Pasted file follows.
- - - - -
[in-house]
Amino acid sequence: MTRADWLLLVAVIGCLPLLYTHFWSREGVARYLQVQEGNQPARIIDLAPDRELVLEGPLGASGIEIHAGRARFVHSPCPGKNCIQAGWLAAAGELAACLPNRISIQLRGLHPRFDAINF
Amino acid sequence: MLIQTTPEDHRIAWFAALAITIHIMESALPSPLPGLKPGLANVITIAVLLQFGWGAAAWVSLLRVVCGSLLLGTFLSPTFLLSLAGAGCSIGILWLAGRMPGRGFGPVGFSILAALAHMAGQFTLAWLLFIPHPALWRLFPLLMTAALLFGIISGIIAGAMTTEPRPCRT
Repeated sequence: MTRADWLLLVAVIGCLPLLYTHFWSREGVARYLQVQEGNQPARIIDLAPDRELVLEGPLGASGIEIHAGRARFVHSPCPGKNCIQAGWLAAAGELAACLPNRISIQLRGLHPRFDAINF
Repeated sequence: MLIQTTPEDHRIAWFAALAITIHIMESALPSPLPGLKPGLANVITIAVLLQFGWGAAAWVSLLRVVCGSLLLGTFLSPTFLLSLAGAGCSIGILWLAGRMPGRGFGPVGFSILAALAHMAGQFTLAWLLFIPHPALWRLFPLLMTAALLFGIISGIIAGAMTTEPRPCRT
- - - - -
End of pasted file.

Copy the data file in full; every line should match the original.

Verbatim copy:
[in-house]
Amino acid sequence: MTRADWLLLVAVIGCLPLLYTHFWSREGVARYLQVQEGNQPARIIDLAPDRELVLEGPLGASGIEIHAGRARFVHSPCPGKNCIQAGWLAAAGELAACLPNRISIQLRGLHPRFDAINF
Amino acid sequence: MLIQTTPEDHRIAWFAALAITIHIMESALPSPLPGLKPGLANVITIAVLLQFGWGAAAWVSLLRVVCGSLLLGTFLSPTFLLSLAGAGCSIGILWLAGRMPGRGFGPVGFSILAALAHMAGQFTLAWLLFIPHPALWRLFPLLMTAALLFGIISGIIAGAMTTEPRPCRT
Repeated sequence: MTRADWLLLVAVIGCLPLLYTHFWSREGVARYLQVQEGNQPARIIDLAPDRELVLEGPLGASGIEIHAGRARFVHSPCPGKNCIQAGWLAAAGELAACLPNRISIQLRGLHPRFDAINF
Repeated sequence: MLIQTTPEDHRIAWFAALAITIHIMESALPSPLPGLKPGLANVITIAVLLQFGWGAAAWVSLLRVVCGSLLLGTFLSPTFLLSLAGAGCSIGILWLAGRMPGRGFGPVGFSILAALAHMAGQFTLAWLLFIPHPALWRLFPLLMTAALLFGIISGIIAGAMTTEPRPCRT